« SebelumnyaLanjutkan »
But after all these auspicious predictions, which had their origin in the partially successful experiment of the Synod of Dort, and after all their strenuous endeavours to cause those predictions to ripen into facts, the Calvinists of the United Provinces saw Prince Maurice advanced no higher in the scale of sovereign princes, their darling King Frederic neither became Eniperor of Germany nor regained Bohemia and the Palati. nate, Du Moulin and the Rochelle Calvinists did not succeed in their seditious attempts against the King of France,* and
The daring conduct of these men has been already described by Grotius in the preceding Appendix C. But as a succinct account of it is necessary to complete the view of the enterprizes in which the Calvinists were encouraged to engage hy their success at the Synod of Dort, I bere furnish that accouut in the languaçe of Dr. Heylin, a writer, who, from his situativa, was well acquainted with the events of that age :
“ Such was the miserable end of the war of Bohemia, raised chiefly by the pride and pragmaticalpess of Calvin's followers, out of a bope to propagate their doctrines, and advance their discipline in all parts of the empire. Nor sped the Hugonots much better in the realın of France; where, by the countenance and connivance of King Henry the 4th who would not see it, and during the minority of Lewis the 13th who could not help it, they possessed themselves of some whole countries, and near two hundred strong towns and fortified places. Proud of which strength, they took upon them as a conimonwealth, in the midst of a kingdom; summoned assemblies for the managing of their own affairs, when and as often as they pleased ; gave audience io the ministers of foreigu churches; and impowered agents of their own to vegotiate with them. At the same meetings they consulted about religion, made new laws for government, displaced some of their old officers, and elected new ones ; the King's conseot being never asked to the alterations. These carriages gave the King such just offence, that he denied them leave to send Commissioners to the Synod of Dori, to which they had been earnestly invited by the States of the Netherlands. For being so troublesume and imperious when they acted only by the strength of their provincial or national meetings, what danger might not be suspected from a general coufluence, in which the heads of all the faction might be laid together? But then, to sweeten them a little after this refusal, he gave them leave to hold an assembly at Charenton, four miles from Paris, there to debate those points, and to agree those differences which, in that Synod, had been agiiated by the rest of their party ; which liberty they made such use of in the said assembly, that they approved all the determinations which were made at Dort, commanded them to be subscribed, and bound themselves aud their successors in the ministry by a solemn oath, not only steadfastly and constantly to adhere unto them, but to persist in maintenance thereof to the last gasp of their breath.—But the Hugonots were not to be told, that all the Calvinian Princes and estates of the empire had put themselves into a posture of war; some for defeuce of the Palatinate, and others in pursuance of the war of Buhemia, of wbich they gave themselves more hopes than they had just cause for. 'In which coujuncture, some hot spirits then assembled at Rochelle, blinded with pride, or hurried on by the fatality of those decrees which they maintained to be resolved upon by God before all eternity, reject all offers tending to a pacification, and wilfully puu on to their own 'destruction.--- Next, let us look upon the King, wbo, being brought to a necessity of taking arins, first made his way unto it by his declaration of the second of April, published in favour of all those of that religion who would contain themselves in their due obedience. In pursuance whereof, he caused five persons to be executed in the city of Tours, who had tumultuously disturbed the Hugonots, whom they found busied at the burial of one of their dead. He also siguified to the king of Great Britain, the Princes of the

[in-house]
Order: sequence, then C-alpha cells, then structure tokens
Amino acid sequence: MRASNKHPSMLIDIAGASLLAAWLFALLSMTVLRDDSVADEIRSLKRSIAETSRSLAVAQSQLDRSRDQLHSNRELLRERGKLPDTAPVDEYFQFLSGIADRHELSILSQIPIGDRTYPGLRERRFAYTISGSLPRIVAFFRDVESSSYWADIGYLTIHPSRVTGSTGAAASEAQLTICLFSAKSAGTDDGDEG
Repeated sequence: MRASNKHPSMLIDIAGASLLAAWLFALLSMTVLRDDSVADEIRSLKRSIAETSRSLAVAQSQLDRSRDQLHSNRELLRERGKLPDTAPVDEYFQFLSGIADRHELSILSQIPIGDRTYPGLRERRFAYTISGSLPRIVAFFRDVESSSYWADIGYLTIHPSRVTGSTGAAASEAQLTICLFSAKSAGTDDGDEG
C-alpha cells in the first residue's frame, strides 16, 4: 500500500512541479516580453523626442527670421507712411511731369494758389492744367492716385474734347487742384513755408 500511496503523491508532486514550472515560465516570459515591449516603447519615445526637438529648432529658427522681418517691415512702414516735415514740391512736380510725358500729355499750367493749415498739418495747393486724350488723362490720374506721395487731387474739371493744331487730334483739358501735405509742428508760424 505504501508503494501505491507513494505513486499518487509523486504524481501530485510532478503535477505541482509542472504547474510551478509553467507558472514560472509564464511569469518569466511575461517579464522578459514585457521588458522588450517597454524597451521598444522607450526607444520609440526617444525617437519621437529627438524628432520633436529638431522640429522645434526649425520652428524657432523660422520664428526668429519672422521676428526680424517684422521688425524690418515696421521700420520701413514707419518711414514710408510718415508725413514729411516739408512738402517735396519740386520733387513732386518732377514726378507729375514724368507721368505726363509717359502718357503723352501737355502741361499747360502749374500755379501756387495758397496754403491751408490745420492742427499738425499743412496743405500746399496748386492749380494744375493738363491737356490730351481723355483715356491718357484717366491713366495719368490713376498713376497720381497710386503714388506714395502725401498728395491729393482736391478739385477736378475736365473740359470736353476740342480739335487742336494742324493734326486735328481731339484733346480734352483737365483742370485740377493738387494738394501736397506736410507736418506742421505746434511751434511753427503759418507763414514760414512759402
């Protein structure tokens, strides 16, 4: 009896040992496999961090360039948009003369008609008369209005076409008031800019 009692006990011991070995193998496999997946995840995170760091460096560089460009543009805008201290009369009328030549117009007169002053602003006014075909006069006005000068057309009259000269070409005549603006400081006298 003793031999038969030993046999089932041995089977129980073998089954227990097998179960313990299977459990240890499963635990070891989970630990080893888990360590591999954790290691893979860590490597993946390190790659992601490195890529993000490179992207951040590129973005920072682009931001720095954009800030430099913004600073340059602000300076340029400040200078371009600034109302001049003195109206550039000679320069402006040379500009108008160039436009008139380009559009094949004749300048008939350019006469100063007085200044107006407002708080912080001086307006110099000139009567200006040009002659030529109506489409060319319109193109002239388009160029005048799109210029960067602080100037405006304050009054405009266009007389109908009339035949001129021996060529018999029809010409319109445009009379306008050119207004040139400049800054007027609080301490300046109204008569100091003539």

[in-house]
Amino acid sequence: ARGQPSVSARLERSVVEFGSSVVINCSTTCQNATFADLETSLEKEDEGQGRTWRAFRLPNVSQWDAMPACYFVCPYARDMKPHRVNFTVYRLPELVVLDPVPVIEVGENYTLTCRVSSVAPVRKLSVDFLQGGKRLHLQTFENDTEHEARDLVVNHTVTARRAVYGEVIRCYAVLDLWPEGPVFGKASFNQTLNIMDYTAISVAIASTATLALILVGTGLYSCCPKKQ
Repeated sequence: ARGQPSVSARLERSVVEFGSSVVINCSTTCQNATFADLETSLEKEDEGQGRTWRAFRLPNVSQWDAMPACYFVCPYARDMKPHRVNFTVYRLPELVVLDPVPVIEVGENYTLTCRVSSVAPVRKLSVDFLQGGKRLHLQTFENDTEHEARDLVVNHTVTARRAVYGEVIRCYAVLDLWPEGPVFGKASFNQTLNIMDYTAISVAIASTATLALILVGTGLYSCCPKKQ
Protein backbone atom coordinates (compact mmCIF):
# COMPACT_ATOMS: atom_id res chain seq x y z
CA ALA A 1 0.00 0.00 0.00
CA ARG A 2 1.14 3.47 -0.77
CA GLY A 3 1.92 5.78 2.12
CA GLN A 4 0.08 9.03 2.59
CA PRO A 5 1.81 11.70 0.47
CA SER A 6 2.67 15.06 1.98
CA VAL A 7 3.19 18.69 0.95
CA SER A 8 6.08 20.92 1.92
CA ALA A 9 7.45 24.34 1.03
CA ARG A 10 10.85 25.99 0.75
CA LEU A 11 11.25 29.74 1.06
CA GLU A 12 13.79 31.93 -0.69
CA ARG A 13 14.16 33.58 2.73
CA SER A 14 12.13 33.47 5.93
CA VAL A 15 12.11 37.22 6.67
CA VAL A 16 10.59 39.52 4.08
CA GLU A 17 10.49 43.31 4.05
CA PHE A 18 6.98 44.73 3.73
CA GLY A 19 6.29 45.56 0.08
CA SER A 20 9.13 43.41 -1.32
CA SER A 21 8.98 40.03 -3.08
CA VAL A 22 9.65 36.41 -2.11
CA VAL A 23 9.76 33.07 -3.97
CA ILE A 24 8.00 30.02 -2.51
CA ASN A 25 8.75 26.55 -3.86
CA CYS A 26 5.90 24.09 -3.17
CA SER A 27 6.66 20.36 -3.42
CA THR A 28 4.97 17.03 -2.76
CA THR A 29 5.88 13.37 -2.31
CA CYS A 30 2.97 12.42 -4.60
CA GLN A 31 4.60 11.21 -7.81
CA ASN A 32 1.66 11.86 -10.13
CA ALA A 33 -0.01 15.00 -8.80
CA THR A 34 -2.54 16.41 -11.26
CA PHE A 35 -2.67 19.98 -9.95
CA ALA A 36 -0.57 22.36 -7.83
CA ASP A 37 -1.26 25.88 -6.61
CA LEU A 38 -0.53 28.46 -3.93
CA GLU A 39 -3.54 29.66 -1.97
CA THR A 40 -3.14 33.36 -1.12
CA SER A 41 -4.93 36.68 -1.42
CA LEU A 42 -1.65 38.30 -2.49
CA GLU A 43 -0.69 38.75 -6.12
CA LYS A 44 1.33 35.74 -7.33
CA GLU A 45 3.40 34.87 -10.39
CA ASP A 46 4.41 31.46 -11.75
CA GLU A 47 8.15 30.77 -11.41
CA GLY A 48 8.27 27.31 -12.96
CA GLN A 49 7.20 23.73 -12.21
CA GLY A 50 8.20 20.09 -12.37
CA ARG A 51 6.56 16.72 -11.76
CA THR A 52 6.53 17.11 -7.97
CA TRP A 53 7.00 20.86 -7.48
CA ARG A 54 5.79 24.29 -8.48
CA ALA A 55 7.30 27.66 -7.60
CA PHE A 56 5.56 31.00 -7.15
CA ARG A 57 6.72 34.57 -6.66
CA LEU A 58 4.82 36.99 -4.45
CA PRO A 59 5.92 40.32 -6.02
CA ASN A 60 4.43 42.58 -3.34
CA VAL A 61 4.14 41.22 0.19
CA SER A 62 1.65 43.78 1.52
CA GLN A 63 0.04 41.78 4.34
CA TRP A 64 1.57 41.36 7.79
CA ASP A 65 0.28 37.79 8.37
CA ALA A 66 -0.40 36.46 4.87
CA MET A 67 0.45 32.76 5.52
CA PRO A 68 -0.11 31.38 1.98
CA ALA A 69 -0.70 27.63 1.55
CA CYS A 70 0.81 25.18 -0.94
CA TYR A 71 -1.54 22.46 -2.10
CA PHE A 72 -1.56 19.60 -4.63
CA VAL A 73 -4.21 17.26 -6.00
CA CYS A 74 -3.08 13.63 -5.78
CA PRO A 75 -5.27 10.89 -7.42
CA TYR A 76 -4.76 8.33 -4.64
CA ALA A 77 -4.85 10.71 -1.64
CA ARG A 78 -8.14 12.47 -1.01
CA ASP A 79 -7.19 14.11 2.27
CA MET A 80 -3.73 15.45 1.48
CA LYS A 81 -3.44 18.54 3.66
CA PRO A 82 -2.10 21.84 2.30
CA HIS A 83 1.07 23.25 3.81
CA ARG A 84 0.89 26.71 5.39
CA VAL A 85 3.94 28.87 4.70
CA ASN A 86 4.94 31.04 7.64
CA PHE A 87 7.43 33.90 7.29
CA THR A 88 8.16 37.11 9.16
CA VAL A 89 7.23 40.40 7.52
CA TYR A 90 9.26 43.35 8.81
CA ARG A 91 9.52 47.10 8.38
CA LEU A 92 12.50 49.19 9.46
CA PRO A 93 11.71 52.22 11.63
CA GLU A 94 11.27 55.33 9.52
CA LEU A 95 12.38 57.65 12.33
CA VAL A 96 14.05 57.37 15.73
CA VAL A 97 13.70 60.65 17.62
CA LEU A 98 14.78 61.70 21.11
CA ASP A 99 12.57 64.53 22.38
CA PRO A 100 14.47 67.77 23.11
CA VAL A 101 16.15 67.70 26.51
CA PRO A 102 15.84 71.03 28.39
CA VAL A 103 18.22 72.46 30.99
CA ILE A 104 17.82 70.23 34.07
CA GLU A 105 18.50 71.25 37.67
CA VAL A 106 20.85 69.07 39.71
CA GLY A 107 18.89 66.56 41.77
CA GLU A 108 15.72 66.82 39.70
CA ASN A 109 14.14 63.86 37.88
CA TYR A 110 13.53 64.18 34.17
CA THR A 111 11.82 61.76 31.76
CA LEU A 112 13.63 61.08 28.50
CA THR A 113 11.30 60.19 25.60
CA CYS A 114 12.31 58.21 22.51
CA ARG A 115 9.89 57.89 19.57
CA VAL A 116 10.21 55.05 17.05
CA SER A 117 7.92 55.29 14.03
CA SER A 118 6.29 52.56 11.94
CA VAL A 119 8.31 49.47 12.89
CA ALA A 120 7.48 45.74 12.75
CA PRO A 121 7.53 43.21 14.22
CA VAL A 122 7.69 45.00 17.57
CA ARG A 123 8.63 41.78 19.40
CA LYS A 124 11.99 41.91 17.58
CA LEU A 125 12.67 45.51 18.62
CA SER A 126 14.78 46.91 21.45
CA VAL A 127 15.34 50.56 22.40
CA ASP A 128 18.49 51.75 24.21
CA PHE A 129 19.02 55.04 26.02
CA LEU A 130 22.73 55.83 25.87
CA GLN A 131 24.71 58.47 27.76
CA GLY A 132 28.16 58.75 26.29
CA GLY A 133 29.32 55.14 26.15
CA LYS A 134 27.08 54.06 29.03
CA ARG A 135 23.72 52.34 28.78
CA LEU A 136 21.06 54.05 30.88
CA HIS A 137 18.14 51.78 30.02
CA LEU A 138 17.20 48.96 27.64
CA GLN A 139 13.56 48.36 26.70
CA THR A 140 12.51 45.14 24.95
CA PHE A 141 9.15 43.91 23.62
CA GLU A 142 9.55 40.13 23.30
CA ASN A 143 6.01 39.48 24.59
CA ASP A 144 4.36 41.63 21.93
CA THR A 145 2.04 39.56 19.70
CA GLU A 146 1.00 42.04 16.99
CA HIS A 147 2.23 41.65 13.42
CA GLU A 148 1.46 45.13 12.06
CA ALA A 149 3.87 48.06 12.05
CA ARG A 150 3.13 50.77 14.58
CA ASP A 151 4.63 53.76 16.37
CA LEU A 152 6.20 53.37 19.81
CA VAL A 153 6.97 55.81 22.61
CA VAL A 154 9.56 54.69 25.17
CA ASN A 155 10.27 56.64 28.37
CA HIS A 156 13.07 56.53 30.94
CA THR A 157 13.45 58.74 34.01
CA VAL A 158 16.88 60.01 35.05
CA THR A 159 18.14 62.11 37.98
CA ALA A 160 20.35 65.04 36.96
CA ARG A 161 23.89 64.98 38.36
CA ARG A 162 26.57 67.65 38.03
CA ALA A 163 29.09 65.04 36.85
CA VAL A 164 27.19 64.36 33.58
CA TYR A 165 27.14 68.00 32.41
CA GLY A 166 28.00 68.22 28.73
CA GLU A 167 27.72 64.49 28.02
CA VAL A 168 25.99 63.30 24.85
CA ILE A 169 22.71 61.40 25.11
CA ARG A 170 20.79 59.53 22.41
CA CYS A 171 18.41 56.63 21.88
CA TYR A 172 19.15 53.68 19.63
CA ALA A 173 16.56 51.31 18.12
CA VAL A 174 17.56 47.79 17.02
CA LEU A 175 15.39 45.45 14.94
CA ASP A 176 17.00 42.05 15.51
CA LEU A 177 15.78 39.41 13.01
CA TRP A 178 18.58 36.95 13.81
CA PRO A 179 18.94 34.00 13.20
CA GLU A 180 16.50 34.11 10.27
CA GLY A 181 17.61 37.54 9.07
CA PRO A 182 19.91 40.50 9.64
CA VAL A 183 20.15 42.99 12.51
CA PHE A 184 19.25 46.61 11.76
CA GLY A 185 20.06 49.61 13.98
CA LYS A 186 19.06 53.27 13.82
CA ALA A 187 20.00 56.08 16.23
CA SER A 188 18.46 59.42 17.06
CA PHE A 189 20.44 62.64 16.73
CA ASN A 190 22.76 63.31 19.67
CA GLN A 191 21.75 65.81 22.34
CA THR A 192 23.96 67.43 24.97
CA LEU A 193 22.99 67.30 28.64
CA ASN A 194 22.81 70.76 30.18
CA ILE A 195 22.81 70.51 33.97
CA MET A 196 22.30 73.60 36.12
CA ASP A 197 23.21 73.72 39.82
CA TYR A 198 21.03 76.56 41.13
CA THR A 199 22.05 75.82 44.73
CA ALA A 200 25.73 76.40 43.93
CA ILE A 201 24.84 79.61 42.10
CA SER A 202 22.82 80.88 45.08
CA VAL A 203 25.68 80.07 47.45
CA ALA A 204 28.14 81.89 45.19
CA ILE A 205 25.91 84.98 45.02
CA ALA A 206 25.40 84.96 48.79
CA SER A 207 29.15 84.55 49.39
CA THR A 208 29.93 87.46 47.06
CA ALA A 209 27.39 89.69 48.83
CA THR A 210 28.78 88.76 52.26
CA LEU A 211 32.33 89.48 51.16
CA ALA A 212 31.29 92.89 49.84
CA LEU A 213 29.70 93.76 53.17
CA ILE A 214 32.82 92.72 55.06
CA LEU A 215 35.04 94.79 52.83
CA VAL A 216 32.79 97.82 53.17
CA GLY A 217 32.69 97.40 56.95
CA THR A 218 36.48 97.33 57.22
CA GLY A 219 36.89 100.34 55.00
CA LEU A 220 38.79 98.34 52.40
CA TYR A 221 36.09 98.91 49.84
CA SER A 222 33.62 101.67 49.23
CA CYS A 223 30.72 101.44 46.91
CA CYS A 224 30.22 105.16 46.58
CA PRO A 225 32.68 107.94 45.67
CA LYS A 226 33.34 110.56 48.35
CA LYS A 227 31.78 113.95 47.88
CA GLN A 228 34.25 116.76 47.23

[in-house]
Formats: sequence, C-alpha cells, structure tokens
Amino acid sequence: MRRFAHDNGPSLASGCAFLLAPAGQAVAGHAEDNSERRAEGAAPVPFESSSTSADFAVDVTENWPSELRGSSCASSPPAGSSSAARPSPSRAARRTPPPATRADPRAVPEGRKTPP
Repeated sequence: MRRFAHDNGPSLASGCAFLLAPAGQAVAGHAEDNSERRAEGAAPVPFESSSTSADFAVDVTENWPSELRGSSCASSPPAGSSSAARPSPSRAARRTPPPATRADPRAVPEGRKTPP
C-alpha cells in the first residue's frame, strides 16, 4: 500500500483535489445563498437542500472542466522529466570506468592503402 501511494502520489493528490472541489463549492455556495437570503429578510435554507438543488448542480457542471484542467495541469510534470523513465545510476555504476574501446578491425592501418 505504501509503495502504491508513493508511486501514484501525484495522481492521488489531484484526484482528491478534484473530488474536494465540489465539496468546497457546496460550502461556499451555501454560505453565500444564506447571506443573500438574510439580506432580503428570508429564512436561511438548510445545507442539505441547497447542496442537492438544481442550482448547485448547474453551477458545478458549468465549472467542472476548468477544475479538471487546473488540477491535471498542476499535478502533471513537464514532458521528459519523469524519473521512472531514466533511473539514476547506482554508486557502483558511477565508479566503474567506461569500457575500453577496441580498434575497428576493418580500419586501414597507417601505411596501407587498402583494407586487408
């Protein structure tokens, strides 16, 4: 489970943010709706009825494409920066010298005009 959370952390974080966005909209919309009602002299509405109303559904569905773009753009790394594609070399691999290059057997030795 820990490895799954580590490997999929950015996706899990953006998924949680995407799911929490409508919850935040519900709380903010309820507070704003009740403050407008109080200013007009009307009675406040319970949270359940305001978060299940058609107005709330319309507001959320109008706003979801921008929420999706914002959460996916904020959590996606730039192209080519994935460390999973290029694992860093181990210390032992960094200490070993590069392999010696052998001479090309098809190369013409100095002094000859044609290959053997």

many more imaginary Calvinistic triumphs terminated in the hopelessness of despondency. Yet, after the lapse of a few years, a great door of hope was opened to the party in England : They seized upon the opportunity of the quarrel between King Charles I and his Parliament, introduced Calvinism as the only religion to be tolerated in these realms, and overturned the monarchical government of the country. I know it is usual for writers on this subject to expose the clashing designs and interests of the different parties, who, either as principals or acces saries, were concerned in that religious and political revolution. But let them be called Presbyterians, Independents, or Episcopal Purilans, they were all animated by the same paramount desire of crushing Arminianism :* and the genius of Presbyterianism and Independency will be allowed by all moderate men to point towards a Republican form of government in the State as well as empire, and the States of the Netherlands, that he had not undertook this war to suppress the religion, but to chastise the insolencies of rebellious subjects. And what he signified in words, he made good by his deeds; for when the war was at ihe hottest, all those of that religion in ihe city of Paris lived as securely as before, and had their accustomed meetings at Charenton, as in times of peace.”
After alluding to the very imprudent act of King Charles I., in assisting the French Calvinists in 1626 and 1628, Dr. Heylin thus proceeds :